Tuesday, May 15, 2007

The Physical Nature of Babylon

The land "between the two rivers" is the richest part of the Fertile Crescent. The "crescent" is made up of broad plains that are watered and fertilized by the flow of the two large rivers, the Tigris and the Euphrates. "The river" of the Bible is the Euphrates. Syria and Canaan to the west are less fortunate, because they represent the narrow and lean parts of the Fertile Crescent and of the two Canaan is the smaller and the poorer; rivers are small and do not allow for boat passage. 

The length of the Euphrates from its beginnings to the sea if about 1800 miles, and it falls nearly one foot per mile during the last 1200 mile journey. The river begins to rise at the end of March and is in flood stage up until the end of May. It is navigable for small craft up until the end of September. 

The Vast Plain. Between the Tigris and Euphrates is the one plain, which extends from the mountains of Kurdistan to the Persian Gulf. The area contains many hundreds of thousands of square miles. The geological formation of the upper part, or northern part of this plain, is entirely different from the lower, or southern part. The northern part is likened to "the great and terrible" Syrian Desert which lies to the west of the Euphrates. But the southern region has alluvium deposits from the Tigris and Euphrates spillover of waters that takes place each spring. After the spring rains in the north, the pasture grasses spring forth for sheep grazing, but the benefit only lasts for a short season.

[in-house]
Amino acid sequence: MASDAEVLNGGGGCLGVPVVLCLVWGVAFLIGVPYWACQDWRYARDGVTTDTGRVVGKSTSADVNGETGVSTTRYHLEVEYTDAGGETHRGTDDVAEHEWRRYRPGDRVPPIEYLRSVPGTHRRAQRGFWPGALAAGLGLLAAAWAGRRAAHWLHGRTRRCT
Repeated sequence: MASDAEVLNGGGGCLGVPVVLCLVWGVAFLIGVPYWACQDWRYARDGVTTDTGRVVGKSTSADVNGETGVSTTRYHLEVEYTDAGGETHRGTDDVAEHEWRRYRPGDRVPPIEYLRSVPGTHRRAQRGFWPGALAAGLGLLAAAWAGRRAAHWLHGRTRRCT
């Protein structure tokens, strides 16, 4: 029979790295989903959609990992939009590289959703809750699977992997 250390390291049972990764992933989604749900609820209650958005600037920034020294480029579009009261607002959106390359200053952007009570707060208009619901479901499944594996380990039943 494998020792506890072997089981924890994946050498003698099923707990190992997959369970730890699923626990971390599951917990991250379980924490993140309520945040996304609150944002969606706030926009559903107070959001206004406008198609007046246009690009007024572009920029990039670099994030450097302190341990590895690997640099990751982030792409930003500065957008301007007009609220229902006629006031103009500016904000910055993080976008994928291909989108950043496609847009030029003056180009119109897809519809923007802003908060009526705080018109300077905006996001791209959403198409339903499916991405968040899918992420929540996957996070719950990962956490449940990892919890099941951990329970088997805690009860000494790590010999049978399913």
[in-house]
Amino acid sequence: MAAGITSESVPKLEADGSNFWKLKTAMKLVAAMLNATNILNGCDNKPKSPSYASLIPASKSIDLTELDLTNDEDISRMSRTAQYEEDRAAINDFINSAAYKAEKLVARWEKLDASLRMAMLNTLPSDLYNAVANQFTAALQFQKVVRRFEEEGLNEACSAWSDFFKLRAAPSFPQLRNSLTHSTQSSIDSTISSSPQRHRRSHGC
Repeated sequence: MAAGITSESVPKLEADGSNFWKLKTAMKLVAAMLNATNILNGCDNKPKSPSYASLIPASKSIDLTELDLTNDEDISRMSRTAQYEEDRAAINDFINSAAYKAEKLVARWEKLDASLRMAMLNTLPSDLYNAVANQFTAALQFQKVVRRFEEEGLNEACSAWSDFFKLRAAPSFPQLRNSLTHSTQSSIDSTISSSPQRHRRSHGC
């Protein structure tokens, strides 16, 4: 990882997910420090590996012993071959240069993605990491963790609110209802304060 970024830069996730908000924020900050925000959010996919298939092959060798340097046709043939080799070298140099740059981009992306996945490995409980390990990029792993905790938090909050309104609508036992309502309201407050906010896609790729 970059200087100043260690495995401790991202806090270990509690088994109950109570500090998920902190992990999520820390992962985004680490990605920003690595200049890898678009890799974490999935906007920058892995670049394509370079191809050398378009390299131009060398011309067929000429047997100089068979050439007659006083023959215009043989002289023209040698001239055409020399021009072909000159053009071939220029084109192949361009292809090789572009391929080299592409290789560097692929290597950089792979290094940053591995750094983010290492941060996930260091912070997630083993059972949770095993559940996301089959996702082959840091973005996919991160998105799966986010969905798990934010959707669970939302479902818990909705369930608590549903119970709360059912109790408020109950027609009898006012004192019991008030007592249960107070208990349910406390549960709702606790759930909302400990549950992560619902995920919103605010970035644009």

In the south irrigation has created an abundance of crops, around which farms, villages, and large cities flourished in the past. From the ancient days, the area produced grains, palm fruit, and many other kinds of fruit trees. 

Mesopotamia vs Babylonia. Though the distinction is not truly accurate, classical writers called the northern area Mesopotamis, and the lower part Babylonia. The ancient writer and geographer Ptolemy appears to have placed the northern boundary of Babylon at what was called "the Median Wall" (mentioned by Xenophon, Anabasis ii, 4, 12). The classical writer Strabo mentions the "massive wall of Semiramis," which reached from the Tigris near Sittace at some point near the Euphrates. This "massive wall" was probably also the Median Wall. 

The argument is best settled by more modern Arab geographers, who cannot agree where Mesopotamia and Assyria ended, and where Babylon began. In reality, the area was probably never divided with such accuracy as we may wish. 

The Role of Canaan. Though situated at the southwestern end of the Fertile Crescent, Canaan would nevertheless play a most prominent role in what happens in this region. First, God would plant His people the Jews here for very important reasons. Second, because of its strategic location, the nations of the region would be exposed to the Israelites and learn of the One true God. There is no accident that the Jews were given this territory. 

Communications between Egypt and the kingdoms of the Fertile

Crescent passed of necessity through Palestine, thus establishing its destiny as a land-bridge. Military campaigns swept in succession through Palestine, which in many periods was held by one or the other of the great powers; yet no major cultural development came about in either civilization without Palestine having some part in it.1   Canaan was given to Abraham (Gen. 12:3), in fact, he was told later by God to "lift up your eyes and look from the place where you are, northward and southward and eastward and westward; for all the land which you see, I will give it to you and to your descendants forever" (13:14-15). But Canaan was but the starting part of the land promised to him.